"I have personally observed my teens sending texts and admitting they were driving . . . despite my safety warnings and my own public health, preventive medicine and public safety awareness and special knowledge," said Sherin, whose children are now in their 20s.

    "It certainly did make me interested in effecting (change in) state and national policy," said Sherin, who also teaches at the Florida State University College of Medicine and the University of Central Florida College of Medicine in Tallahassee.

    The recommendations include state bans against texting and driving, public relations campaigns about the dangers, beefed up penalties for violations and educating future drivers when they apply for licenses. Primary care doctors and parents should also work at explaining the dangers of texting while driving to adolescents, starting at age 15, the authors say.

    They added that more research is needed on the role of texting in distracted driving, and on effective educational tools, ad campaigns and how best to counsel patients against it.

    According to the Governors Highway Safety Administration, 14 states have banned handheld cell phone use for all drivers, 38 states and Washington, D.C. prohibit cell phone use for new drivers, 20 states and D.C. prohibit cell phone use for school bus drivers and 44 states have banned texting while driving. Some states use primary enforcement laws for the infractions and others secondary enforcement laws.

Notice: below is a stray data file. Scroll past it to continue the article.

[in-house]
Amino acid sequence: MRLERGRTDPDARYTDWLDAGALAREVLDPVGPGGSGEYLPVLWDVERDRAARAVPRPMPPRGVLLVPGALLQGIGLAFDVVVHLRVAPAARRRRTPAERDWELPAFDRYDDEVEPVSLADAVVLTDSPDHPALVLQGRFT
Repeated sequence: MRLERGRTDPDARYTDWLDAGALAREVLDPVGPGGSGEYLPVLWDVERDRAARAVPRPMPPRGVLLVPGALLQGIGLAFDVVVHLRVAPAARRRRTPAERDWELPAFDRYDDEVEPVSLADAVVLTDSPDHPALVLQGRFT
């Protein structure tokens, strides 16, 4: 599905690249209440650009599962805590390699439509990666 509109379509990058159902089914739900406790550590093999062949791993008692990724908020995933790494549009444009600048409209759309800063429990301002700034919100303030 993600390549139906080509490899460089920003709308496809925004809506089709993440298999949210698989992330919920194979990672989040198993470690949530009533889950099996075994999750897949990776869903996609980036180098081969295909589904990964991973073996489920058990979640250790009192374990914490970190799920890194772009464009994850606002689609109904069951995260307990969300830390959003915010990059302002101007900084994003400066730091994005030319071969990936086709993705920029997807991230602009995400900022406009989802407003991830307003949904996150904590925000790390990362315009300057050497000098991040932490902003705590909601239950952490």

"I personally think the penalties for texting and driving should be as harsh as those for driving under the influence," Sherin said. "The risks are similar.

    Television ads in after-school time slots (like the ads against drugs and alcohol) could highlight the dangers of texting while driving for teens, the ACPM committee said.

    Dr. Linda Hill, clinical professor in the Department of Family and Preventive Medicine at the University of California, San Diego, told Reuters Health she agrees with the recommendations but thinks they should have also focused on the dangers of hands-free and hand-held cell phone use while driving. Hill was not involved in the recommendations, though she is a member of the ACPM.

    Employers also need to be involved since they often expect employees to answer their phones, even while driving, said Hill, who studies distracted driving and has launched several driver safety programs, including one for businesses.

    In a 2011-2012 survey of 5,000 college students in California, Hill found 90 percent were texting and 90 percent talking on the phone while driving. The survey also found that 50 percent sent texts while driving on the freeway.

    "We thought that was pretty scary," Hill said. "What shocked us was that 46 percent of the kids thought they were capable of distracted driving but thought only 8 percent of other drivers were."

    That unwarranted self-confidence in multitaskers is common, according to Zhen Joyce Wang at the Center for Cognitive and Brain Sciences, The Ohio State University. She told Reuters Health that texting while driving can be particularly dangerous.

    "It is because the capacities demanded by the tasks are more than what a person can typically afford," said Wang, who has published several studies on distracted driving. "We found both behavioral and eye movement (indicating visual attention) evidence that suggest texting and driving could be more dangerous than making phone calls while driving," Wang said in an email.